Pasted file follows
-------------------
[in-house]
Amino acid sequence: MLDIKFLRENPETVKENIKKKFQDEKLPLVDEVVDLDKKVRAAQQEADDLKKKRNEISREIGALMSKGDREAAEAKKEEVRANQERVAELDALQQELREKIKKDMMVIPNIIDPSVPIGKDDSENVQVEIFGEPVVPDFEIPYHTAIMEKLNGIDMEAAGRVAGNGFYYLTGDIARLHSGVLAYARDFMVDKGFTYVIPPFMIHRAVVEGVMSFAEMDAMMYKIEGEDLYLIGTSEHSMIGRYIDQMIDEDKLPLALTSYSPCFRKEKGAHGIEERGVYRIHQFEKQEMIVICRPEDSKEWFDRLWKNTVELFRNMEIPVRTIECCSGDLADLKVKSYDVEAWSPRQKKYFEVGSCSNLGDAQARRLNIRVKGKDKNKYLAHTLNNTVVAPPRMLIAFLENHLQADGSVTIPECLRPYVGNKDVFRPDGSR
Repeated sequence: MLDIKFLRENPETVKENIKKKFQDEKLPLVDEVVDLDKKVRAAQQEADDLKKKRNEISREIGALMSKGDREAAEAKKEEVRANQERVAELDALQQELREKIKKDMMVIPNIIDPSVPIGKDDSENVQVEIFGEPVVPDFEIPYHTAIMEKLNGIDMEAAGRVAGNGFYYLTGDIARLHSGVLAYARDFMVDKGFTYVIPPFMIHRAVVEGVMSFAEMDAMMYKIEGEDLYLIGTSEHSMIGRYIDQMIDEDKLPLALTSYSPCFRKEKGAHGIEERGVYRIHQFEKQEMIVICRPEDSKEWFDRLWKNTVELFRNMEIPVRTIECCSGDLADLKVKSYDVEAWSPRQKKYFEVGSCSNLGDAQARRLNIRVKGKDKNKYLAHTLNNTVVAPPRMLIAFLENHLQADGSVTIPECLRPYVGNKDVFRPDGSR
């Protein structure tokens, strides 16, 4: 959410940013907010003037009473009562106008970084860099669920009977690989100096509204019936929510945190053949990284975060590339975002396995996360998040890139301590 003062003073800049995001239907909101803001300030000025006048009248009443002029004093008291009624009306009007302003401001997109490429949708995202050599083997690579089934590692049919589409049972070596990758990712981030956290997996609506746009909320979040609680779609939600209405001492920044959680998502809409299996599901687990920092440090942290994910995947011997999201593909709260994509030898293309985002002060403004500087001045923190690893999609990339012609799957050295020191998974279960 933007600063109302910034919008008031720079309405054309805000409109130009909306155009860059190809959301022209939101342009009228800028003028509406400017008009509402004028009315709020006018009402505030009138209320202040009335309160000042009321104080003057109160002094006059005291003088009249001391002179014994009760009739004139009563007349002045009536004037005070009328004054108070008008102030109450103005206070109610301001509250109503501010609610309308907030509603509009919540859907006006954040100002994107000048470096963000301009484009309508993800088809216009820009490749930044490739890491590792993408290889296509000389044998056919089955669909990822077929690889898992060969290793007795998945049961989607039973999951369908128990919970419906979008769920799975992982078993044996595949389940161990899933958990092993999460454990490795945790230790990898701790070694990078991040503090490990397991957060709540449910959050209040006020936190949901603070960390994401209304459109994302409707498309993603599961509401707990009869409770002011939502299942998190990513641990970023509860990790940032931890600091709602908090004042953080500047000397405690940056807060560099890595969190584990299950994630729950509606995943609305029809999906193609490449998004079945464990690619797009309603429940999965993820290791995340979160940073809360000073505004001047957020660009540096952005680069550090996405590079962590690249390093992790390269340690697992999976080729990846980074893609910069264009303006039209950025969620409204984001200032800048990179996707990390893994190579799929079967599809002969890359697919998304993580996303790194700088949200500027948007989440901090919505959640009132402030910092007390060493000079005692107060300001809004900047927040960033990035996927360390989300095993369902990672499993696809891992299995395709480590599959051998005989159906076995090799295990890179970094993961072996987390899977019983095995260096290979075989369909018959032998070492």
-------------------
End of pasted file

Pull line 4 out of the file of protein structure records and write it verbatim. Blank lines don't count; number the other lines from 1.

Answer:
């Protein structure tokens, strides 16, 4: 959410940013907010003037009473009562106008970084860099669920009977690989100096509204019936929510945190053949990284975060590339975002396995996360998040890139301590 003062003073800049995001239907909101803001300030000025006048009248009443002029004093008291009624009306009007302003401001997109490429949708995202050599083997690579089934590692049919589409049972070596990758990712981030956290997996609506746009909320979040609680779609939600209405001492920044959680998502809409299996599901687990920092440090942290994910995947011997999201593909709260994509030898293309985002002060403004500087001045923190690893999609990339012609799957050295020191998974279960 933007600063109302910034919008008031720079309405054309805000409109130009909306155009860059190809959301022209939101342009009228800028003028509406400017008009509402004028009315709020006018009402505030009138209320202040009335309160000042009321104080003057109160002094006059005291003088009249001391002179014994009760009739004139009563007349002045009536004037005070009328004054108070008008102030109450103005206070109610301001509250109503501010609610309308907030509603509009919540859907006006954040100002994107000048470096963000301009484009309508993800088809216009820009490749930044490739890491590792993408290889296509000389044998056919089955669909990822077929690889898992060969290793007795998945049961989607039973999951369908128990919970419906979008769920799975992982078993044996595949389940161990899933958990092993999460454990490795945790230790990898701790070694990078991040503090490990397991957060709540449910959050209040006020936190949901603070960390994401209304459109994302409707498309993603599961509401707990009869409770002011939502299942998190990513641990970023509860990790940032931890600091709602908090004042953080500047000397405690940056807060560099890595969190584990299950994630729950509606995943609305029809999906193609490449998004079945464990690619797009309603429940999965993820290791995340979160940073809360000073505004001047957020660009540096952005680069550090996405590079962590690249390093992790390269340690697992999976080729990846980074893609910069264009303006039209950025969620409204984001200032800048990179996707990390893994190579799929079967599809002969890359697919998304993580996303790194700088949200500027948007989440901090919505959640009132402030910092007390060493000079005692107060300001809004900047927040960033990035996927360390989300095993369902990672499993696809891992299995395709480590599959051998005989159906076995090799295990890179970094993961072996987390899977019983095995260096290979075989369909018959032998070492």